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Chambers's miscellany of useful and entertaining tracts (Volume v.5-6) online

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they were travelhng, was exceedingly beautiful. "The little
streams are fringed with a thick growth of pretty trees and
bushes, and the buds are now swelling-, and the leaves expanding,
to 'welcome back the spring".' The birds, too, sing* joyously
amongst them — grosbeaks, thrushes, and bunting's — a merry and
musical band. I am particularly fond of sallying out early in
the morning, and strolling around the camp. The light breeze
just bends the tall tops of the grass on the boundless prairie, the
birds are commencing their matin caroUing's, and all nature looks
fresh and beautiful. The horses of the camp are lying comfort-
ably on their sides, and seem, by the glances which they give
me in passing, to know that their hour of toil is approaching,
and the patient kine are ruminating* in happy unconsciousness."

One morning the scouts came in with the intellig'ence that they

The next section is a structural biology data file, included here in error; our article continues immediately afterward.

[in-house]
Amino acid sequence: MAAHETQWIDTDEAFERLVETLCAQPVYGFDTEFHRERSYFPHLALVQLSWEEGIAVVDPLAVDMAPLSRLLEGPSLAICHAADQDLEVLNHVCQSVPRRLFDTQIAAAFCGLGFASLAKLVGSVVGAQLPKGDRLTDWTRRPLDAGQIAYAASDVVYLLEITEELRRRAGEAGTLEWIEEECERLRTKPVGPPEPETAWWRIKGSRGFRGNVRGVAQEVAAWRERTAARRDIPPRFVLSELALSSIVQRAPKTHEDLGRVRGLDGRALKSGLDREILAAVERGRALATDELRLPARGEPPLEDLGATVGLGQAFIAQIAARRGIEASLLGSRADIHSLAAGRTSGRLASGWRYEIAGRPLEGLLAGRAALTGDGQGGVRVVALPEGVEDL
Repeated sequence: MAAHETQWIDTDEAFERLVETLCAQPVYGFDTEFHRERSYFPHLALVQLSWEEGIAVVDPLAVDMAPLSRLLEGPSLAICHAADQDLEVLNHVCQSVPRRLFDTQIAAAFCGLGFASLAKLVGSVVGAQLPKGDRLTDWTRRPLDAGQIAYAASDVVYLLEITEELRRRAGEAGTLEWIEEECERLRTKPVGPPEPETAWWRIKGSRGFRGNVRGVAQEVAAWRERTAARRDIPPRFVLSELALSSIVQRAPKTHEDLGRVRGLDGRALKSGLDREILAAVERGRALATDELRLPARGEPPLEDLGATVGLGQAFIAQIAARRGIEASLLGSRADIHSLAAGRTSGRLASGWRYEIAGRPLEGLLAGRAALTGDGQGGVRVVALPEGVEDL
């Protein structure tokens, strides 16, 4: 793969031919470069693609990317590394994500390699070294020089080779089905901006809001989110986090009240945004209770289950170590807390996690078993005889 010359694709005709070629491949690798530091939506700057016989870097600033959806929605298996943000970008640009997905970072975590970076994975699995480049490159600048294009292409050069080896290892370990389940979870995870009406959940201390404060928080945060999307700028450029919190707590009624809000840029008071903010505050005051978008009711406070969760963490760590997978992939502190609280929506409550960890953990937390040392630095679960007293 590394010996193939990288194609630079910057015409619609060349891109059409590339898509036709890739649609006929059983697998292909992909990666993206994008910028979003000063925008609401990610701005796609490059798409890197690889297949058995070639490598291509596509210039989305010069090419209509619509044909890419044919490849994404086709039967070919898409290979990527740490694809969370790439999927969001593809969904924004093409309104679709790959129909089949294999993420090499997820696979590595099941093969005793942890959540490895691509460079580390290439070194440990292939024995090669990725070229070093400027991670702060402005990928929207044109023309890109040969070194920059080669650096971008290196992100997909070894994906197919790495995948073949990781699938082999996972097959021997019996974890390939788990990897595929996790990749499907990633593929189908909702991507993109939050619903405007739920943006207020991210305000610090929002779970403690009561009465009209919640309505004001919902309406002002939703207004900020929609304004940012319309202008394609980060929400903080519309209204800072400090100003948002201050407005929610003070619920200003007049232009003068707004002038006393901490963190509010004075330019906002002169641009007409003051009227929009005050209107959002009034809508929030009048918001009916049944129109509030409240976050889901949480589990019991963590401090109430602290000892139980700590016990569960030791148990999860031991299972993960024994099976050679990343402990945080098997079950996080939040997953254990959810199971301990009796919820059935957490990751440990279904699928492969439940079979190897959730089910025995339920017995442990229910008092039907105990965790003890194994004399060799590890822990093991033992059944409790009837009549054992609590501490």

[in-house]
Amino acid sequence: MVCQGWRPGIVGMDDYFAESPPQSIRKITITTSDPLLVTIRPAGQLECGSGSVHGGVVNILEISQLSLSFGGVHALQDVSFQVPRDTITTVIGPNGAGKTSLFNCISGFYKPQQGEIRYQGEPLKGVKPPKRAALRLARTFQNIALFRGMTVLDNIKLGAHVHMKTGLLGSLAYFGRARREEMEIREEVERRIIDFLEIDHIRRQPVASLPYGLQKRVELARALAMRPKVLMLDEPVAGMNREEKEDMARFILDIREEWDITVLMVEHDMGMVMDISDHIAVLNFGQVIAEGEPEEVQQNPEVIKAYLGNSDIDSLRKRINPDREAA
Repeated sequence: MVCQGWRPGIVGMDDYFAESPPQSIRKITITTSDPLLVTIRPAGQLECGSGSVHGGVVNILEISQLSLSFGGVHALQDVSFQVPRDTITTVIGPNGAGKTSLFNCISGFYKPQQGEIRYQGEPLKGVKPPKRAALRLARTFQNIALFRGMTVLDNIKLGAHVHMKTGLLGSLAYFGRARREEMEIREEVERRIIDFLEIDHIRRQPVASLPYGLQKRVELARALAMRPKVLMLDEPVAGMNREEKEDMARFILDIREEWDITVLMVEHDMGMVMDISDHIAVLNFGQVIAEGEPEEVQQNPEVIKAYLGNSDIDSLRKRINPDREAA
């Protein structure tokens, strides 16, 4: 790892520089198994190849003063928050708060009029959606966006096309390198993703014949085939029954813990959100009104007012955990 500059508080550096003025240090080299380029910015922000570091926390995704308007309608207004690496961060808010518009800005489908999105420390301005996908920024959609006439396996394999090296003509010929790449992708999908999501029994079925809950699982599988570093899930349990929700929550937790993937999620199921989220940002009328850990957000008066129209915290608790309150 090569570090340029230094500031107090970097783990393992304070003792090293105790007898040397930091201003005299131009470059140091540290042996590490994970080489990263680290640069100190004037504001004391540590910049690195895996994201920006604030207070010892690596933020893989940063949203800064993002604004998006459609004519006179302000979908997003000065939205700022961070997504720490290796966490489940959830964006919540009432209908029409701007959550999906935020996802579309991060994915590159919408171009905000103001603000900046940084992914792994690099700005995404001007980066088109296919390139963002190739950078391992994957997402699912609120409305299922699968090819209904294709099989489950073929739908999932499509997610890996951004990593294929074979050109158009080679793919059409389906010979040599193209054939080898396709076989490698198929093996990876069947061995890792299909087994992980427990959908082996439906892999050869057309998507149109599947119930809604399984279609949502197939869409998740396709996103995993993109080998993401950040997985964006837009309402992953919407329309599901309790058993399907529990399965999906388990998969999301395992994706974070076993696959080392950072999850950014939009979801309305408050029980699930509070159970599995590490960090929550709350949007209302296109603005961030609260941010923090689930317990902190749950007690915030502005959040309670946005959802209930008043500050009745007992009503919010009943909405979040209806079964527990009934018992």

had found a larg*e trail of white men bearing north-west. Cap-
tain Wyeth and his party concluded that this was another cara-
van belonging to a rival trading company, and that it had passed
them noiselessly in the course of the nig'ht, in order to be before-
hand with them in traffic with the Indian tribes through which
they were passing. The party g'rumbled a little at the unfriendly
conduct of the rival caravan in stealing- a march upon them ; but
consoled themselves by making the reflection, that competition is
the soul of commerce, and that, in the same circumstances, they
would in all probability have acted in the same way. While dis-
cussing the affair at breakfast, three Indians, of a tribe called the
Ottos, made their appearance. These visitors were suspected of
being concerned in the loss of the three horses mentioned above ;
but as the crime could not be brought home to them by any kind
of evidence, they were received in a friendly manner ; and, as
usual, the pipe of peace was smoked with them.

'•' While these people," says Mr Townsend, " were smoking the
pipe of peace with us after breakfast, I observed that Richard-
son, our chief hunter (an experienced man in this country, of
a tall and iron frame, and almost child-hke simplicity of cha-
racter, in fact, an exact counterpart of Hawk-eye in his younger



days), stood aloof, and refused to sit in the circle, in which iti
was always the custom of the old hands to join.

Feeling- some curiosity to ascertain the cause of this unusual
diffidence, I occasionally allowed my eyes to wander to the spot
where our sturdy hunter stood looking moodily upon us as the